Wednesday, September 8, 2010

Fragile

Timothy Morton
   U.C. Davis

Where, if not from the Impressionists, do we get those wonderful brown fogs that come creeping down our streets, blurring the gas-lamps and changing the houses into monstrous shadows? To whom, if not to them and their master, do we owe the lovely silver mists that brood over our river, and turn to faint forms of fading grace curved bridge and swaying barge? The extraordinary change that has taken place in the climate of London during the last ten years is entirely due to a particular school of Art.
Oscar Wilde, “The Decay of Lying” 
***
  Art (verbal, visual, musical …), I think you will agree, comes from the future. That is, art contains hitherto unspeakable and unthought reserves of utopian energy. That's precisely why we keep studying it. No one reading exhausts the meanings of a story. Sure you read Jane Austen to find out about how men and women related in the past. But you also read her (go on, admit it) because she might be predictive of the future. I'm really rather disappointed with myself for having to repeat this hackneyed common knowledge, but there you go, it's my topic here. 
   Think about all those movies that were strangely predictive of 9/11. It was as if we were dreaming about it before it happened. Now back in the early 1970s the rock band Yes commissioned the painter Roger Dean to paint several of their album covers. One album, Fragile, depicts something like Earthrise: an Earth-like planet seen from space, a blue ball. Whole slices and chunks of this planet are separating from the main body.
   The Fragile cover was the first in a series that depicted a story not told in the lyrics, not until his solo album Olias of Sunhillow narrated it: a whole planet threatened with collapse, the flight to new worlds, galleons of refugees floating through space.
Then a chunk of Greenland broke off. The chunk, part of the Petermann glacier, is four times the size of Manhattan. Weirdly, it even looks like Manhattan.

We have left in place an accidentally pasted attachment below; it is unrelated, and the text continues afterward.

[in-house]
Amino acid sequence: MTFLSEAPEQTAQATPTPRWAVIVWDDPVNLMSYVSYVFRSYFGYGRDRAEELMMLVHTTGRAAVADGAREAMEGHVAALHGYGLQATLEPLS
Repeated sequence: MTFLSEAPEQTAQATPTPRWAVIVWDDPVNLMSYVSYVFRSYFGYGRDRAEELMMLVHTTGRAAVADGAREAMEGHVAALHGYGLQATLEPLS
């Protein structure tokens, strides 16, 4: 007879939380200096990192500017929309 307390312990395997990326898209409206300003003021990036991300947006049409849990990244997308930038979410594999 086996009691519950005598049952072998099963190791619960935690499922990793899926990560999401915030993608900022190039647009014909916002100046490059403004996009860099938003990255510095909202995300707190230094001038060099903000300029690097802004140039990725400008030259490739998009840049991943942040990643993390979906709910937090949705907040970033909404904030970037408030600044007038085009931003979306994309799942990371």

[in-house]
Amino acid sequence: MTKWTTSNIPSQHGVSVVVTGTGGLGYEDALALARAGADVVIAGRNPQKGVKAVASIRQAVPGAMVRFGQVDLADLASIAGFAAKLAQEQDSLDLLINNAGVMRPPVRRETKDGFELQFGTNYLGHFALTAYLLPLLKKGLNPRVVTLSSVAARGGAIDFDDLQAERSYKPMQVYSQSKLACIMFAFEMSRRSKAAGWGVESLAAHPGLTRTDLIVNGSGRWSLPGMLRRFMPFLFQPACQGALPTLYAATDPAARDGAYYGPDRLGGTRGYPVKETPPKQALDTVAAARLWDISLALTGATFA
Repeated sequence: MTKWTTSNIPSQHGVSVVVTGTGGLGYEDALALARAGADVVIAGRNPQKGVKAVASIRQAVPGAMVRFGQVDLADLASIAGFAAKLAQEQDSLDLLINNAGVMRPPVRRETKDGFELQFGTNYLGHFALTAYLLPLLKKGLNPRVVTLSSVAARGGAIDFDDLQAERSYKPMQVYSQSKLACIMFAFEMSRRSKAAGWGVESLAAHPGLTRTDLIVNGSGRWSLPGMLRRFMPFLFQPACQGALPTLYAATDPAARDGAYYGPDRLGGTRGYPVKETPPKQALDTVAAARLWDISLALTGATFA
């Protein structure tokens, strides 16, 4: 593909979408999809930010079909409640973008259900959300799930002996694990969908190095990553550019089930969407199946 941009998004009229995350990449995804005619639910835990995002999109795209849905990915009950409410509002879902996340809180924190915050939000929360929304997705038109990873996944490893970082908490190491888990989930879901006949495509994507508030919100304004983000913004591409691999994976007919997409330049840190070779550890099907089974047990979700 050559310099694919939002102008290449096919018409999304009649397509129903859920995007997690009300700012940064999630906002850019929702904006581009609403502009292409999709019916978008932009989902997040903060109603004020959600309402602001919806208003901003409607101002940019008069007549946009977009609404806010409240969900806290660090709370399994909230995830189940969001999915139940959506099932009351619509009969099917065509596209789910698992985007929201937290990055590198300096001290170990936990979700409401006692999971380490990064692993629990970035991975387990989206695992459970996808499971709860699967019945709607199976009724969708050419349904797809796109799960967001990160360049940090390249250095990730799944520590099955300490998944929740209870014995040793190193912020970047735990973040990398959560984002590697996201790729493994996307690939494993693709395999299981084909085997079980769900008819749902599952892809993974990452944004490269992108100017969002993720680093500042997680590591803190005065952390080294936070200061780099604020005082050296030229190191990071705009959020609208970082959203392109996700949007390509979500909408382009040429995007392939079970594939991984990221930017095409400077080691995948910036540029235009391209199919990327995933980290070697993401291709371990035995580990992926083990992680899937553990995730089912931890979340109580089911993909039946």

NASA MODIS-Aqua satellite image 

Nature copies art, unfortunately 
   Another hyperobject to add to our collection. The momentum of the glacier is such that it can't be stopped (see my previous post on the difference between momentum and velocity). That means that if any oilrigs are in the way … you do the math.
     How strange that utopian prog rock and utopian eco-cinema visualized this moment before it happened. Like I say, poetry comes from the future. In a horrifying twist of Oscar Wilde's coy logic about nature imitating art, human “art” in its broadest sense (the sense that includes fossil fuels), may well have wrought this change in “nature.”
     My point stands even if global warming isn't directly responsible. We have built the frame in which such things loom into view. Our arts beam painful, unspeakable realities down from the future. Hopefully we can inspect and analyze them before they truly materialize. I wonder whether this argument will fly next time a humanist applies for funding …
     Here at the Contemporary Condition, William Connolly has a wonderful new post on fragility. The more we know, the more we realize how fragile we are and how fragile our world is. I've argued elsewhere that
fragility is what it means to be an entity in this Universe.
Earth and Moon from MESSENGER
     What a good place to start rethinking ethics and politics. I don't for a second buy into the story, promoted both by deep greens and by the right, that Mother Earth will just brush us off and recover. Faith in an all-powerful deity is precisely a way to ignore hyperobjects. Some people commented on my previous post on hyperobjects, wondering whether God could be considered as one. No. It is precisely when we start to notice hyperobjects that the idea of some transcendental beyond, inhabited by an all-powerful being, starts to melt, and we humans break loose from our island of certainty to float on the ocean of science.
How arrogant of us to think that we had reached the end of history in 1989. And how brittle of us. Little did we want to know how this posturing was actually a symptom of our own fragility. The good news is that we are at the beginning of history, like an exhausted newborn, stunned and breathing heavily outside the womb of concepts such as Nature and Progress. 

1 comment:

  1. Art as the future -- go Shelley! :)

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